|Peter Petocz (Australia)||email@example.com|
|Anna Reid (Australia)||Anna.Reid@mq.edu.au|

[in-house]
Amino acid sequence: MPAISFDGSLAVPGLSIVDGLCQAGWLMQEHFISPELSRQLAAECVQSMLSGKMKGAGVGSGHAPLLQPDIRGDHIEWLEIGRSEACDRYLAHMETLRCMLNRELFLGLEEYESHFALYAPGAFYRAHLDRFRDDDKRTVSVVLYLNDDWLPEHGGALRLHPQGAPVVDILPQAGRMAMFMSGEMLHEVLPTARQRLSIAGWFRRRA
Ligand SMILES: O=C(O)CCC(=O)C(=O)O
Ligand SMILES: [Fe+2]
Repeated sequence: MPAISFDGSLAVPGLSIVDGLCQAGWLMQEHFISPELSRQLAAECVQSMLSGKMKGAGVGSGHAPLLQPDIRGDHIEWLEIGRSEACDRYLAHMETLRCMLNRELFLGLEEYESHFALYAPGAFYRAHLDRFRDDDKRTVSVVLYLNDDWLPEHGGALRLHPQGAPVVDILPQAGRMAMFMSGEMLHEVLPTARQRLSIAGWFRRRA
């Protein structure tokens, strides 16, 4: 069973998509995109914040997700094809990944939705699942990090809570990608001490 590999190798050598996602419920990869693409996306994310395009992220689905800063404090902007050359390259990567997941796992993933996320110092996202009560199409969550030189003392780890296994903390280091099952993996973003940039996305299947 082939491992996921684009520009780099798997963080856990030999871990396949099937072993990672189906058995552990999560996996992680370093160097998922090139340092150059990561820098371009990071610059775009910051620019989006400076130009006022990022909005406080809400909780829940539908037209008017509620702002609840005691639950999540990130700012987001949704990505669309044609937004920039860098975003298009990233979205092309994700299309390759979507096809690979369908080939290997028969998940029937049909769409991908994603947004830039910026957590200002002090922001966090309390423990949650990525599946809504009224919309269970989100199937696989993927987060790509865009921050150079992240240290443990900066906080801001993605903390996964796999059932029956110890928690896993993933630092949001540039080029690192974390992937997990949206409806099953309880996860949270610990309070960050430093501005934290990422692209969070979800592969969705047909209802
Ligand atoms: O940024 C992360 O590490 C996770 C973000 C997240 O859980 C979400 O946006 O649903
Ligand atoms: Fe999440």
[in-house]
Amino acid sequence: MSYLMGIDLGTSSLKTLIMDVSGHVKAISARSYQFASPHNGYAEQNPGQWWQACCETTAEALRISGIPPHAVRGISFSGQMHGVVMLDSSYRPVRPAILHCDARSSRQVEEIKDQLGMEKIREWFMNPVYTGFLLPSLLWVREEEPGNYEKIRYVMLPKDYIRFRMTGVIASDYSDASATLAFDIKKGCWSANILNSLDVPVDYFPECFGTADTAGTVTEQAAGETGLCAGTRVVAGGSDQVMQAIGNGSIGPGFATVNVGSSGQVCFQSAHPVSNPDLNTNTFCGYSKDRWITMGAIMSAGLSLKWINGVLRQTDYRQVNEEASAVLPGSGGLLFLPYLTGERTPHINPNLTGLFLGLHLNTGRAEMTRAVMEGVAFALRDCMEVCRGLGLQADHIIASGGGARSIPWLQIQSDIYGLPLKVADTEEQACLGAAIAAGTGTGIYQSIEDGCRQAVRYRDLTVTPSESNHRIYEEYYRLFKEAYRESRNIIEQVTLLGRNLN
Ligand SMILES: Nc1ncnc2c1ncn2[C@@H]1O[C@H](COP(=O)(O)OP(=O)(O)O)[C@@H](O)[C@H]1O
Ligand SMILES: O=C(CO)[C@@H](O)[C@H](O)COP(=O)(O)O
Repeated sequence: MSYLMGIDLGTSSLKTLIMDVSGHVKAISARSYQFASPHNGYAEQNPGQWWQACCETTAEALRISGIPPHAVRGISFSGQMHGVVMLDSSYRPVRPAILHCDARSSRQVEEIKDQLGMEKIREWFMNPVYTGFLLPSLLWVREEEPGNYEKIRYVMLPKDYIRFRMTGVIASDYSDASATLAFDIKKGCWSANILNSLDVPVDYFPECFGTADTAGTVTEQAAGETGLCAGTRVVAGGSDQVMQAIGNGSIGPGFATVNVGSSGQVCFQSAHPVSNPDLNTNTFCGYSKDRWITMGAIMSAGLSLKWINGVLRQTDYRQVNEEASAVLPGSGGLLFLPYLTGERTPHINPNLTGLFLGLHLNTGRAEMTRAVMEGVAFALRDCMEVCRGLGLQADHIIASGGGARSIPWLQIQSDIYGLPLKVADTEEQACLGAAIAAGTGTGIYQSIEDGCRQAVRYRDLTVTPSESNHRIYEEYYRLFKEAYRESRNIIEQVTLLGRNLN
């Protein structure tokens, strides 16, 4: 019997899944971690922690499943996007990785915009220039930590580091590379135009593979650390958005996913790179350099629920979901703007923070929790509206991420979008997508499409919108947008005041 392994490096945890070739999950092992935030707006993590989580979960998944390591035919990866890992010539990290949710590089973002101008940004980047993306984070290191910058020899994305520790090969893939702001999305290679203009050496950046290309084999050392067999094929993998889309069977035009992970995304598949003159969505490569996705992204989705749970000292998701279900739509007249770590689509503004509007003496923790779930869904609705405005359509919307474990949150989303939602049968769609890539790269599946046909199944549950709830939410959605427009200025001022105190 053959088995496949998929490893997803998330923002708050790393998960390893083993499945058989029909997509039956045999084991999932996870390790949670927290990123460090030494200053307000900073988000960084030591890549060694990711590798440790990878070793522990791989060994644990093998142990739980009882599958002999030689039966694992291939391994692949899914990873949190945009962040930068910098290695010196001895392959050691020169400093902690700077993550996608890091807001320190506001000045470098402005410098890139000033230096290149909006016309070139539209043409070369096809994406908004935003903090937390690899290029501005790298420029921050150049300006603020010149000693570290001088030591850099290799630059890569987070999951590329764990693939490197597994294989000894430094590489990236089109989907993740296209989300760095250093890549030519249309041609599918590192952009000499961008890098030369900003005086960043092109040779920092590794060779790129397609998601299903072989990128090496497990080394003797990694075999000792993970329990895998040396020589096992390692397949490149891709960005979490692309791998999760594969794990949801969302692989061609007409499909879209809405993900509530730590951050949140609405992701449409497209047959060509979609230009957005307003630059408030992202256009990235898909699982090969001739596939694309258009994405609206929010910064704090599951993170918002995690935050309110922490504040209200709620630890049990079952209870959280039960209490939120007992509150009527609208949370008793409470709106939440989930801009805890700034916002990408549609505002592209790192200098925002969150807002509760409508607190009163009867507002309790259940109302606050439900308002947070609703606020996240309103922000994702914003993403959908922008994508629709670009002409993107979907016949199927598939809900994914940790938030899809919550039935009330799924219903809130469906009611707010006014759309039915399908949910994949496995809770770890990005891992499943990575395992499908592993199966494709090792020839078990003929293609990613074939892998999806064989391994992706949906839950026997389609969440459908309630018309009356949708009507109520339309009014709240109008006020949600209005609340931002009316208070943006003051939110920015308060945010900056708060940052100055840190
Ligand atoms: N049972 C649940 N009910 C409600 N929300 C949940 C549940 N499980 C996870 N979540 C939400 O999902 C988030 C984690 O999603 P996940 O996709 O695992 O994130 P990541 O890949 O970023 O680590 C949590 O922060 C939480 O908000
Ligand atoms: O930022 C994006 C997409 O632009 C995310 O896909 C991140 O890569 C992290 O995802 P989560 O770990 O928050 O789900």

|It is obvious that students sitting in the same statistics classroom learn different things, and that they view the role of the statistics lecturer in different ways. In this paper, we report on empirical research about students' conceptions of learning statistics, their expectations of their lecturer, and the relationship between them. The research is based on a series of interviews, analyzed using a qualitative methodology, with first and third year statistics students studying for a mathematics degree. These interviews showed that students expressed a range of conceptions of learning in statistics, some of them limiting to their study of statistics, others expanding their view of statistics. These conceptions were related to a range of ways in which students expected their lecturers to support their learning. Research focusing on these areas is important to teachers as it gives them vital information for the development of the total learning environment. It allows teachers to help students develop their understanding of statistics from limited and fragmented conceptions towards more holistic and expansive views. Looking at what students expect of teachers, in conjunction with their conceptions of their own learning, provides an opportunity for teachers to develop teaching practices that challenge students to move towards more integrated or holistic ways of viewing statistics.|
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